When the days shorten and the smell of roasting chestnuts wafts along the boulevards, it can mean only one thing in Paris. This is the season of la rentrée littéraire - the annual madness when the most important French books (mainly fiction) are published in four weeks between September and October. This year more than 800 books have been published, the highest figure ever.
The statistics are daunting, and most ambitious new writers soon come to grips with the disappointing realisation that they will soon be returning to the bank or the lycée rather than picking up the Prix Goncourt - the biggest literary prize in France - before an international audience of pliant literary groupies.
Until now, I had only ever been a witness to this ritual, but this year, as I have a book being published in French (called Paris, ville catin - roughly "Paris, a whore of a town"), I have been, for the first time, a participant. So far this has meant giving readings throughout France - to an audience of sleeping pensioners at a jazz festival in Nantes, at a Paris nightclub packed with impatient, pilled-up dancers, and at the Salon du Livre held in a public park in Besançon. The people of Besançon were very polite about the whole affair, though I noticed that not many of them bought any books.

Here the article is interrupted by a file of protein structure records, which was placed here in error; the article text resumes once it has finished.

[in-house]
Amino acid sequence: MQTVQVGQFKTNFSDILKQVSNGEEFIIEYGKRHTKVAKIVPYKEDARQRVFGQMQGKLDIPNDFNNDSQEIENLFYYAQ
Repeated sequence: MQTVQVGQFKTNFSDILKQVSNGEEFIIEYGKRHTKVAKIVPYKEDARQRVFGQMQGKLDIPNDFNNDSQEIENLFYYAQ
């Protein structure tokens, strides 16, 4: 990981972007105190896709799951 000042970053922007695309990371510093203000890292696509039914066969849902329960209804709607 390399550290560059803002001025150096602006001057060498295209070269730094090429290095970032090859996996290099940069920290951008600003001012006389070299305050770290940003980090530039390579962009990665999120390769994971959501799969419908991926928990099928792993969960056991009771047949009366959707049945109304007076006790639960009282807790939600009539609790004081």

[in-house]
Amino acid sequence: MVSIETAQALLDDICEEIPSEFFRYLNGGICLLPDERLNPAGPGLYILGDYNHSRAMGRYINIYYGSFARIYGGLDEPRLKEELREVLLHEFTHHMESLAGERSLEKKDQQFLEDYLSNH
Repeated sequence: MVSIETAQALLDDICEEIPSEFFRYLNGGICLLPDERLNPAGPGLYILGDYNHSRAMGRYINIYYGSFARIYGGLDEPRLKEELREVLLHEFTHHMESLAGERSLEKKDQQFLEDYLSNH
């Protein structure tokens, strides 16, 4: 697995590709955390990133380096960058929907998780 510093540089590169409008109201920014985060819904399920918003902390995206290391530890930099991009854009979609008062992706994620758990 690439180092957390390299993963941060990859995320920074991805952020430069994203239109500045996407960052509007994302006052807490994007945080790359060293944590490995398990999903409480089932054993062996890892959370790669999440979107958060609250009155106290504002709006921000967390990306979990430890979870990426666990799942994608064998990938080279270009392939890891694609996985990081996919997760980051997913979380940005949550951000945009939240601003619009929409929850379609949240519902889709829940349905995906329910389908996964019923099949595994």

Back in Paris, the big talking point of this year's rentrée has been the absence of any major controversy or any big hitters. There has been no repeat of Michel Houellebecq shocking his way into public acclaim, as he did with La Possibilité d'une île in 2005, or anything like Jonathan Littell's Holocaust blockbuster Les Bienveillantes last year. Instead, the latest offerings by the big names have been disappointing - there has been a lot of noise about Yasmina Reza's 'aube le soir ou la nuit, which promised revelations about the interior life of Nicolas Sarkozy, but which really delivered less than a tabloid article on its subject. The new book from Patrick Modiano, Dans le café de la jeunesse perdue, is agreeably wistful, evoking the poetic melancholy of the late situationist thinker Guy Debord.
For my money, the most interesting work to appear has been in non-fiction - a genre often overlooked as quite vulgar by many Parisian literati. But they don't know what they're missing: Gangs de Paris by Jérôme Pierrat is a penetrating and intelligent account of the Parisian underworld, including first-hand reportage on the latest wave of gangsters in the banlieue.
In a similar vein, Rémi Pépin's Rebelles tells the story of the Paris punk scene in the 1970s and 1980s, cutting through stories of squats, dead junkies and a culture of political agitation with wit and sympathy. It's good to read again about Stinky Toys, Shag Nasty, Bazooka, Skydog Commando and other heroes of the scene.
The ghost of Debord, patron saint of Parisian subversion, can also be traced in these pages. Most of all, however, these books are proof that, contrary to popular opinion, French rebel culture is alive and well - it just doesn't seem to be making it in fiction. Not this year, anyway.